In this article I will discuss some injury risk factors and hopefully outline the most important ones in terms of preventing running injuries. I have also included a video below with recommended exercises.
Running injuries are classified into intrinsic and extrinsic factors. Risk factors often mentioned are foot-type, lower limb strength, flexibility and running mechanics. Other factors include those related to training such as how quickly you increase your running mileage.
What causes running injuries?
“Training error” has been estimated to cause 60-80% of all running injuries. This would mean running more than the runner can tolerate in terms of mileage or intensity and not giving enough time to allow the body recover. Each runner will be able to handle a different amount of running depending on a number of factors including their training age (how long they have been running for), their overall health and pre-existing injuries. Two good examples of this are body mass index or BMI and previous injury which have both been shown by studies to increase injury risk in runners.
The majority of runners we treat in our clinics report a recent (and often sudden) increase in their running volume (number of miles) or running intensity. This often precedes that runner complaining of common issues such as shin pain and Achilles tendon pain. An important first step in treating these runners is to reduce the amount of running they are doing to a level where they have little or no pain. It is often hard to convince a dedicated runner to do so, but luckily it can help reduce painful symptoms very quickly.
Greg Lehman recommends a running plan that allows increases in mileage that you can handle. This can mean a 5-10% increase of weekly volume that is mixed with plateau or rest weeks. The important thing is to increase your pace and volume slowly as the “too much too soon” adage applies!
Running coach Hal Higdon describes runners as having a “breaking point” which they should train below and novice runners should be particularly careful when advancing their running programmes.
There are numerous books, websites and apps which outline running plans. The Nike Run app is a popular example. However, the main advice I would give people in clinic interested in taking up, or getting better, at running is to listen to their bodies and be flexible in their approach as often things need to be tailored to their specific situation. There is no ‘one size fits all’ when it comes to developing a training plan.
Strength and conditioning
While a high B.M.I or having a previous injury can reduce how much running you can handle, strength and conditioning (S&C) can increase it. There is growing evidence that S&C can prevent injury and improve performance. A study by Lauersen et. al. (2013) investigating the effectiveness of stretching, strength training, proprioceptive or balance exercises and combined approaches in preventing sports injuries concluded that “strength training reduced injuries to less than 1/3 and overuse injuries could be almost halved”. This study looked at different athletes and not runners, but I think the findings can be applied to runners too.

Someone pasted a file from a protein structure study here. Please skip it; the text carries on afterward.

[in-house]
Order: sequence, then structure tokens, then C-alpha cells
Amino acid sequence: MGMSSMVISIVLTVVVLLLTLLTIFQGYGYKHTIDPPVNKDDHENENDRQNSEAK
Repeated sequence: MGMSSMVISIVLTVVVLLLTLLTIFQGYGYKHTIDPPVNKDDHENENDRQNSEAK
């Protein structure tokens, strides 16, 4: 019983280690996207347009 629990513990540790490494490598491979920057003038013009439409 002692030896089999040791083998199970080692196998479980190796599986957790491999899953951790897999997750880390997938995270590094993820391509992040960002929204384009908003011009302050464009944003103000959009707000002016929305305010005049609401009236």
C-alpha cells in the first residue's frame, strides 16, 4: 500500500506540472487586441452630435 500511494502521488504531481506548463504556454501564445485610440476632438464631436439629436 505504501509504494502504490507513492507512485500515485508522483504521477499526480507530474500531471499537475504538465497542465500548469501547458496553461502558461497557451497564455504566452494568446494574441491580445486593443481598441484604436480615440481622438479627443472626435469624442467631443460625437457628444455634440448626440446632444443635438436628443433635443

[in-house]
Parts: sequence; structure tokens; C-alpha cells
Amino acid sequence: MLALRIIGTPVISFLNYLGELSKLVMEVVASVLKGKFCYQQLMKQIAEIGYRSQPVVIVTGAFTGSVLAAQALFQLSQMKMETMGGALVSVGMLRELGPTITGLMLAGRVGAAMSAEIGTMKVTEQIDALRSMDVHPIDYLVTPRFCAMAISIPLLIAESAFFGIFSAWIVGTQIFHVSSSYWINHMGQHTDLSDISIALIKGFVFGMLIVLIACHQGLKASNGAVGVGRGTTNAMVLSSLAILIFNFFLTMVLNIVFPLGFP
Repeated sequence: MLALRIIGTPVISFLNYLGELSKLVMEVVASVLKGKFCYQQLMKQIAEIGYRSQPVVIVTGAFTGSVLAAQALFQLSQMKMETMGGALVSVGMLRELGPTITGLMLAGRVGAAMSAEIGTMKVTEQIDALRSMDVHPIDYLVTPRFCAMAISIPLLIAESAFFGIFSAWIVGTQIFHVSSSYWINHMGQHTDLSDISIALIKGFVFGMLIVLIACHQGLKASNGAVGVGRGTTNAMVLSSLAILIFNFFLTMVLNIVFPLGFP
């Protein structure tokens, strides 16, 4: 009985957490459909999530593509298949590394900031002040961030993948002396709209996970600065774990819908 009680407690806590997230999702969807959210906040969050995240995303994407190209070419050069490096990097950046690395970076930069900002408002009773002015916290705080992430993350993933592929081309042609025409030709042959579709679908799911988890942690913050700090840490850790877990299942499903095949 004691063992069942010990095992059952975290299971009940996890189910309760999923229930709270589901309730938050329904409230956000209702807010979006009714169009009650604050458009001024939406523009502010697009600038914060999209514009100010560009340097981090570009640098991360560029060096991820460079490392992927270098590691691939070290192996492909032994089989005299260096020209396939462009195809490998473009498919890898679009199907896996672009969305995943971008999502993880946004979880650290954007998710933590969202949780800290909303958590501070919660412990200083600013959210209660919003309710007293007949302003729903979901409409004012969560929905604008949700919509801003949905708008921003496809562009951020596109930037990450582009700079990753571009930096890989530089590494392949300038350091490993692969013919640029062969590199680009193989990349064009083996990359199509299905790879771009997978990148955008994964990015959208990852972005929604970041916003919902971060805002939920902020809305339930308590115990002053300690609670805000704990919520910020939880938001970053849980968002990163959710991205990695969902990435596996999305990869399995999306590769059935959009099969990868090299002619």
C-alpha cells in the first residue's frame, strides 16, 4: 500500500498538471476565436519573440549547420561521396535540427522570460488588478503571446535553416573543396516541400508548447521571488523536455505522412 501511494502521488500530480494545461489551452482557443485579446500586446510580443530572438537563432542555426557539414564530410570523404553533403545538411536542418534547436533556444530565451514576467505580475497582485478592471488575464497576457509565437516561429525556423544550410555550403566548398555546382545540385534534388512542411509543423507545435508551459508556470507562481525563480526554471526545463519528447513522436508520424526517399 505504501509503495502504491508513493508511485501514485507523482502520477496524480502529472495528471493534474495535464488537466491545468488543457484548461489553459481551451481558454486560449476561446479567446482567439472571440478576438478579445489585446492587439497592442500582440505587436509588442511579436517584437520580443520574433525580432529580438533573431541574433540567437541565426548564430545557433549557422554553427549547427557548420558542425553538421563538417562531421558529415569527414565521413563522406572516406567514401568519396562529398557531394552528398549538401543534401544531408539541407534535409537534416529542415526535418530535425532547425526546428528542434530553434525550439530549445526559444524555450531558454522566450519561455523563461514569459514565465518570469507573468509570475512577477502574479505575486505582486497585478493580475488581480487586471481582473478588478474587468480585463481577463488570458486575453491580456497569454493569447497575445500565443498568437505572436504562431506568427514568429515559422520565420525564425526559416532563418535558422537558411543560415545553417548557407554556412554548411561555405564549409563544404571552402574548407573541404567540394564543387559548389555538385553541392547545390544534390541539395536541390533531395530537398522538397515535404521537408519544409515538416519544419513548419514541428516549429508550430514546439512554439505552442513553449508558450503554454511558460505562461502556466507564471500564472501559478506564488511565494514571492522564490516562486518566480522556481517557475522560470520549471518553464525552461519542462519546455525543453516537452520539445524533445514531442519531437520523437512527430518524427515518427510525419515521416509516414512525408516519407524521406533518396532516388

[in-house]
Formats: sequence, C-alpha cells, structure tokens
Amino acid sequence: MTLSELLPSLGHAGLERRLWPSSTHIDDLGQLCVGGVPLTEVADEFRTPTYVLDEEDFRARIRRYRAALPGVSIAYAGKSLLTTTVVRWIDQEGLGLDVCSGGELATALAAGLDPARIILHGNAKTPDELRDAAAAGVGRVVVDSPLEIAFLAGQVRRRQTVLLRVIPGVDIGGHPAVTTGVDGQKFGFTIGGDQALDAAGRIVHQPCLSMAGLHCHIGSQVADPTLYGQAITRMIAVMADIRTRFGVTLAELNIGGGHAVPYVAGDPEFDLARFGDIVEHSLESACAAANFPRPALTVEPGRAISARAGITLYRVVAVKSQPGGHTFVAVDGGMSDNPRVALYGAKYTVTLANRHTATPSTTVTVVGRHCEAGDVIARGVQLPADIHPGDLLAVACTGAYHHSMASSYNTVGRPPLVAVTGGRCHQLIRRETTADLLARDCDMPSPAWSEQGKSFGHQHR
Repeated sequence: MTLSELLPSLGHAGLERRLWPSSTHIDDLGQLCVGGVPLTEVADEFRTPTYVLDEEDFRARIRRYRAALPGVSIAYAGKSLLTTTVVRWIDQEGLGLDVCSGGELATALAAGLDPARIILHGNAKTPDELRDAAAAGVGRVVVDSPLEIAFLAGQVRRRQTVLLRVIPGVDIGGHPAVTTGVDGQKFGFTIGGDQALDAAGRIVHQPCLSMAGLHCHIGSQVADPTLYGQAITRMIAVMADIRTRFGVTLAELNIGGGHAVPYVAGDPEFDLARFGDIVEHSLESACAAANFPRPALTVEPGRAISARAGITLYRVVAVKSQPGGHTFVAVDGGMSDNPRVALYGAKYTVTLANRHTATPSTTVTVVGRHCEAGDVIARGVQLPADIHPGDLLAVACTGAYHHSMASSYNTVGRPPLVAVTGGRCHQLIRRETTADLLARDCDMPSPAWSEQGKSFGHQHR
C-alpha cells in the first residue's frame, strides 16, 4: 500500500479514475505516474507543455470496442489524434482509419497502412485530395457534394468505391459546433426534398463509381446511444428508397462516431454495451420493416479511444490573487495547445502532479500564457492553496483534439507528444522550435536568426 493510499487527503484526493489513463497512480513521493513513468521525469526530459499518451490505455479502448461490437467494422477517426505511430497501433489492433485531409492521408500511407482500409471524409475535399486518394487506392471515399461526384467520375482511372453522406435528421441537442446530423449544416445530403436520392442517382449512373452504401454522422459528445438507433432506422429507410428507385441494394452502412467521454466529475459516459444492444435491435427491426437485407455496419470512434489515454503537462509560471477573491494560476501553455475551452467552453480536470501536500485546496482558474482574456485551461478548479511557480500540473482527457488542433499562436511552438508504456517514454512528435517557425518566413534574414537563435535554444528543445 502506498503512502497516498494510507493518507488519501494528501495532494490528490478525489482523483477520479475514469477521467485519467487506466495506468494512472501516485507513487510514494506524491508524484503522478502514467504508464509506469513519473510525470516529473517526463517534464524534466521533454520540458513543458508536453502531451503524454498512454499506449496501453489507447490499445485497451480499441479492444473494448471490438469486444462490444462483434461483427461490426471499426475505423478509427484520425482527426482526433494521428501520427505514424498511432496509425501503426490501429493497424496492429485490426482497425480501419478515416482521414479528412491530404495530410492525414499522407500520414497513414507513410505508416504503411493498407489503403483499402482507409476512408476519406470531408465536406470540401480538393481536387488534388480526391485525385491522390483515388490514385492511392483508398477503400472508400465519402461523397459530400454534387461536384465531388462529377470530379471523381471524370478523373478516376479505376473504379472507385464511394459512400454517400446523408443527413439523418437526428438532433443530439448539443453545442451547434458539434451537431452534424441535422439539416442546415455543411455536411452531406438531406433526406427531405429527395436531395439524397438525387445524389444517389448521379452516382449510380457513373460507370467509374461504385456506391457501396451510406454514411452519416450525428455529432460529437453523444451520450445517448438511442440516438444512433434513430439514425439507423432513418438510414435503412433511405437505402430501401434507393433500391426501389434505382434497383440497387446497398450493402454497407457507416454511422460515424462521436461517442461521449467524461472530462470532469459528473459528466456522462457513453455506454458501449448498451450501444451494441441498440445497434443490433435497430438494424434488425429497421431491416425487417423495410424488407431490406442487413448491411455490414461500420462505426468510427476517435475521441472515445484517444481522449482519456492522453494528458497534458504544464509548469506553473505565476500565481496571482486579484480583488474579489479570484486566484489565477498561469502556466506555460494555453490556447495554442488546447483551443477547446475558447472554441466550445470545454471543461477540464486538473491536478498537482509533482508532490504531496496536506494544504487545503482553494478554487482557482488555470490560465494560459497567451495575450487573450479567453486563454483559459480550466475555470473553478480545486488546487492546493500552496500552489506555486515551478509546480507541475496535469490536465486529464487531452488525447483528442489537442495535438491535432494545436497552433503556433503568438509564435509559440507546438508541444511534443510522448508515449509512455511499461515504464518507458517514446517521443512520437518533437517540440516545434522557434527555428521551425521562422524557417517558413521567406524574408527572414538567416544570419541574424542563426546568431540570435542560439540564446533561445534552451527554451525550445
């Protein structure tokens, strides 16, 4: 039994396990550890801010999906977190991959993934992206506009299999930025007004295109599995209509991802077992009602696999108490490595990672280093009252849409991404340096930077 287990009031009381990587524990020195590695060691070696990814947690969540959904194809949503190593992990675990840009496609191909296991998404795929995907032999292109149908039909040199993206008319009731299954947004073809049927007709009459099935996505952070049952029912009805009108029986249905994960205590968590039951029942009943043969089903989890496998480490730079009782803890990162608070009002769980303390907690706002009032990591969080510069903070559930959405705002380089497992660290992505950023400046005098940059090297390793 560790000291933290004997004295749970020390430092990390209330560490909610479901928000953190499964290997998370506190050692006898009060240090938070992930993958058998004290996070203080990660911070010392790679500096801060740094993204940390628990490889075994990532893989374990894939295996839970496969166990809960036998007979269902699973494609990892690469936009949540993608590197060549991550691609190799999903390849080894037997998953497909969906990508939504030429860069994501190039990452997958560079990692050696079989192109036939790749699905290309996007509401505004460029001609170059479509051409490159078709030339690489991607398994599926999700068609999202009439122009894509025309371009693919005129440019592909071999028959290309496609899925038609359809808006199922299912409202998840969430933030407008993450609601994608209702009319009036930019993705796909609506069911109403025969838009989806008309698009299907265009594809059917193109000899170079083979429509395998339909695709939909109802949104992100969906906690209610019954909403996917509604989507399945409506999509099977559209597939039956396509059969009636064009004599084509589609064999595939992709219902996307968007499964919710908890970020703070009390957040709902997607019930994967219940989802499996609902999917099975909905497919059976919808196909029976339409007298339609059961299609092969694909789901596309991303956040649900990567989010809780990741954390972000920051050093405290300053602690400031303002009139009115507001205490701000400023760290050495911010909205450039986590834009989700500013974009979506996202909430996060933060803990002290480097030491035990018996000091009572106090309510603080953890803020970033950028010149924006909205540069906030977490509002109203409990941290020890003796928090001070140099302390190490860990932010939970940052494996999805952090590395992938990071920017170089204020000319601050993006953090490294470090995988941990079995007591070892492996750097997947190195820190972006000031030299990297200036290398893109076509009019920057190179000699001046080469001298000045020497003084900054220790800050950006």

Increasing the load capacity of the body’s tissues is important in terms of injury prevention. (See diagram on loading).
How do I strength train?
A good warm up might consist of mobility (foam rolling, dynamic stretching), muscle activation work to “switch on” running muscles and movement preparation followed by functional exercises doing 4-8 repetitions for 3-4 sets. Rest intervals e.g. 1-2 minutes should be given between each set. The main muscle groups targeted include the quads, hamstrings, calves and glutes but this will vary depending on your strengths and weaknesses.
I usually recommend runners do this type of session 2-3 times per week giving themselves enough time to recover between strength work and running.
Stretching has long been popular with runners and the phrase “I don’t stretch enough” is often heard in the clinic. Recent research has shown static stretching to be unhelpful in terms of preventing injuries or improving performance. Given the lack of evidence for stretching in general, I usually advise runners to prioritise strengthening exercises and if they have the time or enjoy it, they can stretch too. Note: stretching increases the capacity of muscle to tolerate stretch not load.
Other Important Factors
Lifestyle factors such as sleep, stress and nutrition are all relevant in terms of injury in running. It is widely accepted that such non-running factors have an impact on a person’s injury risk. It is also worth mentioning that pain is much more complex than just tissue damage and the factors listed above can impact on how much pain someone feels if they are injured.
In summary, the main causes of running injury are training errors, previous injury and having a high BMI. You are therefore unlikely to see a benefit from more stretching or buying expensive shoes but taking a sensible approach to your training and implementing strength and conditioning into your programme can go a long way to prevent bothersome running injuries.
A Final note: some runners report finding a good benefit from passive therapies such as sports massage and trigger point dry needling. We often use these in conjunction with exercise as part of a rehabilitation plan when clients are seen in our clinic.
If you have any questions regarding your own running, training or a specific injury you can now make an online appointment with us on our website. or email us on [email protected] or calling us on 0852455600. We have been receiving very good feedback to date on our online sessions and have treated a range of athletes with great success.